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Plyometrics Donals Chu

Review By Patrice Harris

Plyometrics: Dynamic Strength and Explosive Power by Donald A. Chu and Gregory D. Myer discusses how to increase an athlete’s overall performance by using plyometric exercises and the physical concepts upon which they are based. They also discuss how specially designed training programs can help the multidirectional athlete increase their abilities in each specific sport in which they participate.

What are Plyometrics?

Don Chu defines plyometrics as “exercises that enable the muscle to reach maximum strength in as short a time as possible.” The term coined in the book to describe this process is called the stretch-shortening cycle (SSC) and it is the major concept upon which plyometrics is based. The plyometric exercises are designed to create power needed for optimal athletic performance.

Why use Plyometrics?

Plyometrics is based on producing power. In order for an athlete to be successful in their chosen sport, they need to be able to produce power efficiently and effectively. Training using plyometrics conditions the athlete and their muscles to utilize the strength of their muscles to create needed power.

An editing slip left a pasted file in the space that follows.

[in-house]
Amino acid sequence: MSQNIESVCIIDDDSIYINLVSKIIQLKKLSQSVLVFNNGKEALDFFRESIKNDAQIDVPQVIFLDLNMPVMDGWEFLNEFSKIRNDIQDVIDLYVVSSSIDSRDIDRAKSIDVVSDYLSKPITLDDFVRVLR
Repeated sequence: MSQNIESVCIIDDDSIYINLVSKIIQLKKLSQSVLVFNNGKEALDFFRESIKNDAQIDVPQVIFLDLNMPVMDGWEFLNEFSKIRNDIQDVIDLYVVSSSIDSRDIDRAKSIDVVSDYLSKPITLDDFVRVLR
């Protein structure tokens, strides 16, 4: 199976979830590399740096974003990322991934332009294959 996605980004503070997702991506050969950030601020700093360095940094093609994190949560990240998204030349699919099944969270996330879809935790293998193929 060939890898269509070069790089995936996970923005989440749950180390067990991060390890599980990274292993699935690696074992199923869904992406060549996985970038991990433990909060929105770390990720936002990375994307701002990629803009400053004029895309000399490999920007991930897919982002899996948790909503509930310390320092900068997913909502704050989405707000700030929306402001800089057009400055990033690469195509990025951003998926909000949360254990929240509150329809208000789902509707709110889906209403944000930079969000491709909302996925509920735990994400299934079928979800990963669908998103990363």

About the book

Plyometrics is geared toward coaches of teenagers as well as adults however, the concepts in the book are easily understood by the athlete that is involved in self training. Plyometrics is very detailed in its discussion of the subject of muscle movement and plyometric training. The book is broken down into three parts:

Part 1

Part 1 discusses the concepts upon which plyometrics is based—muscle action. The anatomy of the muscle and how it reacts to stimulation during plyometric training is detailed verbally and visually with plenty of images to show movement of the athlete during training exercises. Different training goals are used to illustrate how plyometrics is used to achieve various aspects of athletic performance.

Part 2

Certain aspects of the athlete must be evaluated prior to beginning a plyometrics training routine. Part 2 defines plyometrics and the physiology of the exercises used in plyometric training. The phases of plyometric exercises are explained in detail with images to show the body movement of the athlete during training. The anatomy of the muscle is also explained. The Kindle version also includes video of some of the exercises to further enhance understanding of the concepts. These videos are a very useful resource. They animate the provided images. This part of the book will teach the coach and athlete about the structure of the muscle and how they work during sports activity. It also gives complete information regarding using plyometric training during rehabilitation after a sports injury.

Part 3